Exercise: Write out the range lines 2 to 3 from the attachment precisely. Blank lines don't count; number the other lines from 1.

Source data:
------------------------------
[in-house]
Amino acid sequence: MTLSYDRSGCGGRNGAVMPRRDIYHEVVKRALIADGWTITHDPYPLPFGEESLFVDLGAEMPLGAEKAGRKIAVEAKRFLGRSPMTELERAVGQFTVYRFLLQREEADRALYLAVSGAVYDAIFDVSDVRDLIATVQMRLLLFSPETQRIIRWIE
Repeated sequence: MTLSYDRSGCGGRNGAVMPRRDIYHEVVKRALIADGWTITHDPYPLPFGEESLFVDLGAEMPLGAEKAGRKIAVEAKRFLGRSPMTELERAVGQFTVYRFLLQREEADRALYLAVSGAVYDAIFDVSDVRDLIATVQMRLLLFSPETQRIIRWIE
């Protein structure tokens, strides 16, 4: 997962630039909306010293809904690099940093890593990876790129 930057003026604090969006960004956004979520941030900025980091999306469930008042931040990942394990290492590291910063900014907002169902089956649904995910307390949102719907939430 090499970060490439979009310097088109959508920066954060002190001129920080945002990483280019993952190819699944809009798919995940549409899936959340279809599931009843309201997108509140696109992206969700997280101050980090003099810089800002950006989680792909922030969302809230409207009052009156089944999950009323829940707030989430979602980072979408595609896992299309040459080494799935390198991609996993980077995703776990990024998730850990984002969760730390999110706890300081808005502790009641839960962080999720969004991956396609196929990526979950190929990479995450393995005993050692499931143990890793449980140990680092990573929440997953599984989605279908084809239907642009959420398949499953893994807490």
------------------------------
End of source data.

Amino acid sequence: MTLSYDRSGCGGRNGAVMPRRDIYHEVVKRALIADGWTITHDPYPLPFGEESLFVDLGAEMPLGAEKAGRKIAVEAKRFLGRSPMTELERAVGQFTVYRFLLQREEADRALYLAVSGAVYDAIFDVSDVRDLIATVQMRLLLFSPETQRIIRWIE
Repeated sequence: MTLSYDRSGCGGRNGAVMPRRDIYHEVVKRALIADGWTITHDPYPLPFGEESLFVDLGAEMPLGAEKAGRKIAVEAKRFLGRSPMTELERAVGQFTVYRFLLQREEADRALYLAVSGAVYDAIFDVSDVRDLIATVQMRLLLFSPETQRIIRWIE